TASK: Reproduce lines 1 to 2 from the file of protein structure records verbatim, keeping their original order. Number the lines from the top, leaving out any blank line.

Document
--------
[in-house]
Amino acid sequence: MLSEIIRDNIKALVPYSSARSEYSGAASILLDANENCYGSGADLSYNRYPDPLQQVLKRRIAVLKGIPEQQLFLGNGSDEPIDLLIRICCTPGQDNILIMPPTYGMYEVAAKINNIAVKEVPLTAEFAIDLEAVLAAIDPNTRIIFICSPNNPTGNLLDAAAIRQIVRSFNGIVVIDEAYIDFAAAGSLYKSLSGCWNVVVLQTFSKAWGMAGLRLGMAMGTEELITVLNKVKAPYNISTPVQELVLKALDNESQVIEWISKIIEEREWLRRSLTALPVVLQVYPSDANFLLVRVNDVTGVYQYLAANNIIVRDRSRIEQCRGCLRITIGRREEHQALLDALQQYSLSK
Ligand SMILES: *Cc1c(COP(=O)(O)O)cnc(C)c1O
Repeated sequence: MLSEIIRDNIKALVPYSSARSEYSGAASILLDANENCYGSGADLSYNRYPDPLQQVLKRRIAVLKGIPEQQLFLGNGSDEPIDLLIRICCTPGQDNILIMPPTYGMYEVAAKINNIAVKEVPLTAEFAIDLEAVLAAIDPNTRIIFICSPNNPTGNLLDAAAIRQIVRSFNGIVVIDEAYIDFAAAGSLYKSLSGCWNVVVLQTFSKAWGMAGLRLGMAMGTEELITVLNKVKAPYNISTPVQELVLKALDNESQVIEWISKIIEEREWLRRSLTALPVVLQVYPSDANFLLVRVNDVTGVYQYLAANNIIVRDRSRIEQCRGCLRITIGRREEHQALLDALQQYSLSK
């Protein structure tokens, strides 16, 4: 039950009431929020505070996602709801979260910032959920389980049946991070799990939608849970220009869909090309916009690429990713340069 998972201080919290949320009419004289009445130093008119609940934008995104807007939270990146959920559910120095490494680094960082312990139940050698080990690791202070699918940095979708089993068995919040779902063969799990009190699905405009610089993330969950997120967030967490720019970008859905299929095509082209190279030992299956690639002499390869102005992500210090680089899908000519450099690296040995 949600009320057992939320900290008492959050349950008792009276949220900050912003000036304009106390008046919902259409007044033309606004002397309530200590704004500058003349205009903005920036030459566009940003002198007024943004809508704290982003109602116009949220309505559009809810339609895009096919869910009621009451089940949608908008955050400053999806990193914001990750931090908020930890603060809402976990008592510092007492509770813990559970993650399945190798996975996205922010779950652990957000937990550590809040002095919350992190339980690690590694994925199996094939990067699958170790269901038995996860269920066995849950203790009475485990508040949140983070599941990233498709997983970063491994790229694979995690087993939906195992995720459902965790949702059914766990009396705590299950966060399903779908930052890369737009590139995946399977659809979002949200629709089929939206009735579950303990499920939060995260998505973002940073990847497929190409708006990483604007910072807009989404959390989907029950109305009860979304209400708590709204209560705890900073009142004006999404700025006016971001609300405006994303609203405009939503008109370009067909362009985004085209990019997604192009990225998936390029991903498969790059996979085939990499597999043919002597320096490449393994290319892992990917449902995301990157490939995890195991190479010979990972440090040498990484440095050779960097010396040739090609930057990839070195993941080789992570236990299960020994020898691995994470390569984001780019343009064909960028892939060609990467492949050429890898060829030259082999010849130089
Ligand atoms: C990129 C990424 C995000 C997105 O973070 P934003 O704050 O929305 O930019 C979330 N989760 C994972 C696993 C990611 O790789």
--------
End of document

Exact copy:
[in-house]
Amino acid sequence: MLSEIIRDNIKALVPYSSARSEYSGAASILLDANENCYGSGADLSYNRYPDPLQQVLKRRIAVLKGIPEQQLFLGNGSDEPIDLLIRICCTPGQDNILIMPPTYGMYEVAAKINNIAVKEVPLTAEFAIDLEAVLAAIDPNTRIIFICSPNNPTGNLLDAAAIRQIVRSFNGIVVIDEAYIDFAAAGSLYKSLSGCWNVVVLQTFSKAWGMAGLRLGMAMGTEELITVLNKVKAPYNISTPVQELVLKALDNESQVIEWISKIIEEREWLRRSLTALPVVLQVYPSDANFLLVRVNDVTGVYQYLAANNIIVRDRSRIEQCRGCLRITIGRREEHQALLDALQQYSLSK